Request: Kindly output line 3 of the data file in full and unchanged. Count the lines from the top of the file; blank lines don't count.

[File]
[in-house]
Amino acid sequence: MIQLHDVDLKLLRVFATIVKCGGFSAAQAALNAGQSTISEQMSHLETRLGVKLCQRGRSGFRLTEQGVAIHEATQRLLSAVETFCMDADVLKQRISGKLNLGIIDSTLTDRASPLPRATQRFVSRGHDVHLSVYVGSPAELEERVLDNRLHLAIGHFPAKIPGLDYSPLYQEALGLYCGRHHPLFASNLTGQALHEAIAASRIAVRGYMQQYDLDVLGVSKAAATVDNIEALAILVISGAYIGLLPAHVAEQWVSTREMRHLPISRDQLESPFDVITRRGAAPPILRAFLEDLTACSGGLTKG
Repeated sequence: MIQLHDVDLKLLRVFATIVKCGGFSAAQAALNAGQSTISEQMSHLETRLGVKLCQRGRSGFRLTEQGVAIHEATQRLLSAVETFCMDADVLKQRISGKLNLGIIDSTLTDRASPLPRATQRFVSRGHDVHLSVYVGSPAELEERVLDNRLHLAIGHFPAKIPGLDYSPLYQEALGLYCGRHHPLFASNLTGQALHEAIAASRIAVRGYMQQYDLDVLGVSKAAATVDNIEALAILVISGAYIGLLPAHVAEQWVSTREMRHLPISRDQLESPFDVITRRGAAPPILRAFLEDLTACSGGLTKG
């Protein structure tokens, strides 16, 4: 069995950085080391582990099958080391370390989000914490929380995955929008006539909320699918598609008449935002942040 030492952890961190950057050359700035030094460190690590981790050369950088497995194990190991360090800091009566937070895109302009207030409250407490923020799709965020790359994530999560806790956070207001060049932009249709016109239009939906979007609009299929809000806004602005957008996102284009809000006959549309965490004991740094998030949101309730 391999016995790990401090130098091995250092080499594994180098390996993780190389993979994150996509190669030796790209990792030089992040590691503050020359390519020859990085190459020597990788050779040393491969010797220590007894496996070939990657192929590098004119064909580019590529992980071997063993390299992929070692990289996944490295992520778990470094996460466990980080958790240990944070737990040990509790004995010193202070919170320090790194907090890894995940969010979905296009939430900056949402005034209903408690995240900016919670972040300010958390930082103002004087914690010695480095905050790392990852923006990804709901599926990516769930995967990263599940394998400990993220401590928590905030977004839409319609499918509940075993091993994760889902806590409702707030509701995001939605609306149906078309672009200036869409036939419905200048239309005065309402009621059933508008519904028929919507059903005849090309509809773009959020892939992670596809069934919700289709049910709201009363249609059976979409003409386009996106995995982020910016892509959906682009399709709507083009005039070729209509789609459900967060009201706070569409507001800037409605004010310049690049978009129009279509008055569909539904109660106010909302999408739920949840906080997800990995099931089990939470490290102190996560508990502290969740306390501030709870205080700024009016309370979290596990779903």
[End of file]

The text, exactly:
Repeated sequence: MIQLHDVDLKLLRVFATIVKCGGFSAAQAALNAGQSTISEQMSHLETRLGVKLCQRGRSGFRLTEQGVAIHEATQRLLSAVETFCMDADVLKQRISGKLNLGIIDSTLTDRASPLPRATQRFVSRGHDVHLSVYVGSPAELEERVLDNRLHLAIGHFPAKIPGLDYSPLYQEALGLYCGRHHPLFASNLTGQALHEAIAASRIAVRGYMQQYDLDVLGVSKAAATVDNIEALAILVISGAYIGLLPAHVAEQWVSTREMRHLPISRDQLESPFDVITRRGAAPPILRAFLEDLTACSGGLTKG